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Atelier Marie Remake: The Alchemist of Salburg review – foraging fever

In our Atelier Marie Remake: The Alchemist of Salburg review, we explore a beautifully remastered version of the game that kicked off the beloved franchise.

Atelier Marie Remake review: Mu, Kirie, and Marlone celebrating together after completing a battle,

Our Verdict

Atelier Marie Remake: The Alchemist of Salburg expertly synthesizes exploration, combat, and story elements into a beautifully packaged, laid-back RPG experience suitable for long-time fans and newcomers alike.

The Atelier series is a well-known name in the JRPG space, especially for Switch gamers. But some people might not know that the series began far before Atelier Iris: Eternal Mana came to the PS2 in 2005. The series began in 1997 with Atelier Marie: The Alchemist of Salburg, and Western players haven’t had the chance to experience the series’ origin – until now.

Atelier Marie Remake: The Alchemist of Salburg is a faithful remaster of Gust and Koei Tecmo’s beloved leisure adventure RPG. You play as Marlone, aka Marie, a struggling student alchemist who is at the bottom of her class. Her teacher decides to set her an alternative task to pass her course: open an atelier in town and present the teachers with the best item she can in four years’ time.

As you might expect given the timed nature of this task, time management plays a big role in Atelier Marie, but so far I’ve never felt too stressed by it. The game’s story takes place over four full calendar years, with days passing each time you return to the atelier after exploring or during material synthesis. The pacing of the timeline feels just right and I never feel like I’m being rushed or that I’m twiddling my thumbs waiting for something to happen.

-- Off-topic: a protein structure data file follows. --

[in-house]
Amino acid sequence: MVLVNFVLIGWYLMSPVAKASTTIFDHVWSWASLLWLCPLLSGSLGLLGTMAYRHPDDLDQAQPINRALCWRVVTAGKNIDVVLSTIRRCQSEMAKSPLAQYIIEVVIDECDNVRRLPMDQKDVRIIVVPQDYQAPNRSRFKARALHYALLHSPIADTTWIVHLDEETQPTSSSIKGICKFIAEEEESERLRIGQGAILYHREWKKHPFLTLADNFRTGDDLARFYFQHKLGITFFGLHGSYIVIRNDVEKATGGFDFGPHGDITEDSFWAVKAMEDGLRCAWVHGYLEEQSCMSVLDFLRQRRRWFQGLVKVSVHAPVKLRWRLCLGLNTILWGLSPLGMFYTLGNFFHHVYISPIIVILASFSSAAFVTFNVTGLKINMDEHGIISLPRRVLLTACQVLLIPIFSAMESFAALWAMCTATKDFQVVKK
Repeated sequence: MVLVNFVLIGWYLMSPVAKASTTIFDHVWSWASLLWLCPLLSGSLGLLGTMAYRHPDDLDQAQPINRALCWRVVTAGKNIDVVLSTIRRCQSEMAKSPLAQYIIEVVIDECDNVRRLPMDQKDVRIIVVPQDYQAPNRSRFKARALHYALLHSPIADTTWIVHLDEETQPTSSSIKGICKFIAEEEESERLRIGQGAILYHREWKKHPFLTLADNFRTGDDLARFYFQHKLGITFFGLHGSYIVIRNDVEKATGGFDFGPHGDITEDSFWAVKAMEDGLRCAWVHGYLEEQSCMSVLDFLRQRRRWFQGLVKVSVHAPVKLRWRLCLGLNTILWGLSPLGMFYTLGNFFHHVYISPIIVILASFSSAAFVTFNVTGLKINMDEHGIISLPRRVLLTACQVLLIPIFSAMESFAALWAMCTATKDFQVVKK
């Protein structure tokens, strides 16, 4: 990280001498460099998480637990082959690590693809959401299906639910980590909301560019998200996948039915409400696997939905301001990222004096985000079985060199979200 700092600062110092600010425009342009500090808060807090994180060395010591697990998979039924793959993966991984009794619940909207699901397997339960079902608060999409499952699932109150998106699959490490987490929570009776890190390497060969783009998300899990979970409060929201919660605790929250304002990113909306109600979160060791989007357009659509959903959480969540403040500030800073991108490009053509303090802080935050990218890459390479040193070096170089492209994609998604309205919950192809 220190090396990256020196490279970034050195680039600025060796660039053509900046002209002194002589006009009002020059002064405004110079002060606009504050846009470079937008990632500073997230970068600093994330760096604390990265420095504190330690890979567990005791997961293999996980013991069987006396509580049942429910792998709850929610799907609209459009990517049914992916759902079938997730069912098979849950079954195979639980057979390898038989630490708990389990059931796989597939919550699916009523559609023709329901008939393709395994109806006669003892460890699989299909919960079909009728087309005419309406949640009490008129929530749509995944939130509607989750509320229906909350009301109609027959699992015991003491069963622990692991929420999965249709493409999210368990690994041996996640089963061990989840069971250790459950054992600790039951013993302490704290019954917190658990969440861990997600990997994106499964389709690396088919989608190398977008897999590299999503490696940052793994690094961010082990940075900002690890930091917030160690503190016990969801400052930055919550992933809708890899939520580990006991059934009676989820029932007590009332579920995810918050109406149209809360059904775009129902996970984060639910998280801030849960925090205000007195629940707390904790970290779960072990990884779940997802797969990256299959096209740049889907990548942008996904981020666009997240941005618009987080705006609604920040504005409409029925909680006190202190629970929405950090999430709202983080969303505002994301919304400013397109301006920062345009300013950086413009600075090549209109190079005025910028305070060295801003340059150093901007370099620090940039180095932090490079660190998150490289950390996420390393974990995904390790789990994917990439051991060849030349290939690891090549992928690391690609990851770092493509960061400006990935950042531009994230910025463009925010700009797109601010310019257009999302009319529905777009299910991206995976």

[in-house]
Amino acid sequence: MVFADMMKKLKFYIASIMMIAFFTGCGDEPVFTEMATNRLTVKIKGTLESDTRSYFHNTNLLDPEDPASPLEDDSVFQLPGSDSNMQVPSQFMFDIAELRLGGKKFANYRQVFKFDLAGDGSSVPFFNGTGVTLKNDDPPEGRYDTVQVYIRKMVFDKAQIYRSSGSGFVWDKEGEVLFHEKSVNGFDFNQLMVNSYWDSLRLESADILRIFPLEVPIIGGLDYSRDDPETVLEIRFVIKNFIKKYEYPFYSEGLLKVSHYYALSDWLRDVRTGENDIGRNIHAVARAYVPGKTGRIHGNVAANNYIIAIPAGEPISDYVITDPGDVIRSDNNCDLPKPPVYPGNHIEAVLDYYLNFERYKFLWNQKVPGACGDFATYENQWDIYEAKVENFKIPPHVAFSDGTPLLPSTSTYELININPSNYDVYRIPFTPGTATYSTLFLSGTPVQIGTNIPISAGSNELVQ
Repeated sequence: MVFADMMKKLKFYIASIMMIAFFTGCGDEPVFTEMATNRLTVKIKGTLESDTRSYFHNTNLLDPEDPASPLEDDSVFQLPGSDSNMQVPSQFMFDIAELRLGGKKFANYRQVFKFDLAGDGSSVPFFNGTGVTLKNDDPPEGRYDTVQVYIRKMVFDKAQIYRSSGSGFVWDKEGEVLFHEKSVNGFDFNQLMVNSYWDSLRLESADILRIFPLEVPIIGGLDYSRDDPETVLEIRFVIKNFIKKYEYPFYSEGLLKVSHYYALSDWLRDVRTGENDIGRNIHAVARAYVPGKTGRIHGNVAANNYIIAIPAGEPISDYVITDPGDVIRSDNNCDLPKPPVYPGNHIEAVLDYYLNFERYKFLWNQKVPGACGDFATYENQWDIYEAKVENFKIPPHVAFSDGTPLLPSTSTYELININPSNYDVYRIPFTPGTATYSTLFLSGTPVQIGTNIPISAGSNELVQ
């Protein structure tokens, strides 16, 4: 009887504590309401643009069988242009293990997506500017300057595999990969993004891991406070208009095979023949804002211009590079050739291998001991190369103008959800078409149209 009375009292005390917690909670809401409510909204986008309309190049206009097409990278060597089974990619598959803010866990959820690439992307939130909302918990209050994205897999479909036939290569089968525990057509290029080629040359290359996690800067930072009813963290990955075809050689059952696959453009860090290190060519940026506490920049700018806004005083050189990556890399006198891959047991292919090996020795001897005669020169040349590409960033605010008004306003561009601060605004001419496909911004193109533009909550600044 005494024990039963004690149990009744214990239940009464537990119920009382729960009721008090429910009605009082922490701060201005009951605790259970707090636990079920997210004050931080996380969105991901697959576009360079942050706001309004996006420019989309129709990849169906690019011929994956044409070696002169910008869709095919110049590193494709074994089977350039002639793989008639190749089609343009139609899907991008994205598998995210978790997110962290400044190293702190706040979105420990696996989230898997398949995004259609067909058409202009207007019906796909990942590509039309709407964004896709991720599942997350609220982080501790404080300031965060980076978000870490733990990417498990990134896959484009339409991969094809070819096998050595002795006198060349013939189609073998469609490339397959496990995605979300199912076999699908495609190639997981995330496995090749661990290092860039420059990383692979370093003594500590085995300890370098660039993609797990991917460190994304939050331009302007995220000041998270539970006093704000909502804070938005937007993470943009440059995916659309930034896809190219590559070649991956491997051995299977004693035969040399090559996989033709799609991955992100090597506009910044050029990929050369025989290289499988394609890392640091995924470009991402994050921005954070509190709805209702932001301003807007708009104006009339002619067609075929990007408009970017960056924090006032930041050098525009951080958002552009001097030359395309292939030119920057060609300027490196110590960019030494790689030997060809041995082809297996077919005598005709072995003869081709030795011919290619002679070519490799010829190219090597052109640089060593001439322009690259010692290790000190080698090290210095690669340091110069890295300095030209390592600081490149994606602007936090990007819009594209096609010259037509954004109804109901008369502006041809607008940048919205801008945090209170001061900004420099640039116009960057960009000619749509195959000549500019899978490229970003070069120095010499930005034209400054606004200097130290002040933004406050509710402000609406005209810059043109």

The core gameplay loop is extremely satisfying as well. Your atelier is in the city of Salburg, which acts as a hub world. In the city center, you can chat with and recruit new party members, visit the inn to pick up quests and listen to rumors, buy equipment upgrades from the weapons shop, and visit the academy to learn new synthesis recipes and buy materials. Once you’re all stocked up, you can head out into the wild to forage for materials and fight monsters.

Atelier Marie Remake: Marie completing synthesis of some Craft in her atelier by the cauldron.

I absolutely love the foraging mechanic in Atelier Marie, although it initially annoyed me that picking up one item costs one day of your precious time. But now I can see that it adds some challenge to the process, making you more aware of resource management and not going around collecting items willy-nilly like you might in Animal Crossing or Stardew Valley. There’s also plenty of automation in this remake to streamline the experiences of fighting and foraging if you prefer to spend time on the story-driven elements.